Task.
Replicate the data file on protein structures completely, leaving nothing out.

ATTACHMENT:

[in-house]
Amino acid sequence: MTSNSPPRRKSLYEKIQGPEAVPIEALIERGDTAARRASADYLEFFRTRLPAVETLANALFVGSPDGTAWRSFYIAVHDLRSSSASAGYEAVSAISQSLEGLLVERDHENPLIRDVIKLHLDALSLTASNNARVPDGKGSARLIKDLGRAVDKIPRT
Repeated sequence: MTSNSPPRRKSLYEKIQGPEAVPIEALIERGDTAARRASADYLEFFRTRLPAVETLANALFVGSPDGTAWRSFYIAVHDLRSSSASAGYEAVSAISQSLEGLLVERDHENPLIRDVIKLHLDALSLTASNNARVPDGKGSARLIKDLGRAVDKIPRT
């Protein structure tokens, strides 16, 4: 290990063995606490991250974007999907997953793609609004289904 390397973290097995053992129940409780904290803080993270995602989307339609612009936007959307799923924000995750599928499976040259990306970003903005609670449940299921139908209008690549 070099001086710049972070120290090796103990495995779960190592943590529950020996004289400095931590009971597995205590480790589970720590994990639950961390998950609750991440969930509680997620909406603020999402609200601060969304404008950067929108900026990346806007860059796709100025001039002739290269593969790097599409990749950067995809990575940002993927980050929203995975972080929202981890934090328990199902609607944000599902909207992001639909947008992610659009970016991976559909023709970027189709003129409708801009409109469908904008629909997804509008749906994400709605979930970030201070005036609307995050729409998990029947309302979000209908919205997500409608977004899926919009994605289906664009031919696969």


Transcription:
[in-house]
Amino acid sequence: MTSNSPPRRKSLYEKIQGPEAVPIEALIERGDTAARRASADYLEFFRTRLPAVETLANALFVGSPDGTAWRSFYIAVHDLRSSSASAGYEAVSAISQSLEGLLVERDHENPLIRDVIKLHLDALSLTASNNARVPDGKGSARLIKDLGRAVDKIPRT
Repeated sequence: MTSNSPPRRKSLYEKIQGPEAVPIEALIERGDTAARRASADYLEFFRTRLPAVETLANALFVGSPDGTAWRSFYIAVHDLRSSSASAGYEAVSAISQSLEGLLVERDHENPLIRDVIKLHLDALSLTASNNARVPDGKGSARLIKDLGRAVDKIPRT
């Protein structure tokens, strides 16, 4: 290990063995606490991250974007999907997953793609609004289904 390397973290097995053992129940409780904290803080993270995602989307339609612009936007959307799923924000995750599928499976040259990306970003903005609670449940299921139908209008690549 070099001086710049972070120290090796103990495995779960190592943590529950020996004289400095931590009971597995205590480790589970720590994990639950961390998950609750991440969930509680997620909406603020999402609200601060969304404008950067929108900026990346806007860059796709100025001039002739290269593969790097599409990749950067995809990575940002993927980050929203995975972080929202981890934090328990199902609607944000599902909207992001639909947008992610659009970016991976559909023709970027189709003129409708801009409109469908904008629909997804509008749906994400709605979930970030201070005036609307995050729409998990029947309302979000209908919205997500409608977004899926919009994605289906664009031919696969």